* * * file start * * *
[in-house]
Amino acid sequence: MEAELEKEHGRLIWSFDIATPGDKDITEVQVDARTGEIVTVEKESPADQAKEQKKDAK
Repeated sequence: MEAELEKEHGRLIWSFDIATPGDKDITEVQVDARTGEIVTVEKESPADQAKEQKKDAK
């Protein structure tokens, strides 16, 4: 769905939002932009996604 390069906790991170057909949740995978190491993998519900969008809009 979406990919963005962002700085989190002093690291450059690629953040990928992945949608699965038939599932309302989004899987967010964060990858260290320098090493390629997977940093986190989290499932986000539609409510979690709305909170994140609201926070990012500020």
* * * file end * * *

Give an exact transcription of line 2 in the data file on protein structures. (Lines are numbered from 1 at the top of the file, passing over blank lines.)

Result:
Amino acid sequence: MEAELEKEHGRLIWSFDIATPGDKDITEVQVDARTGEIVTVEKESPADQAKEQKKDAK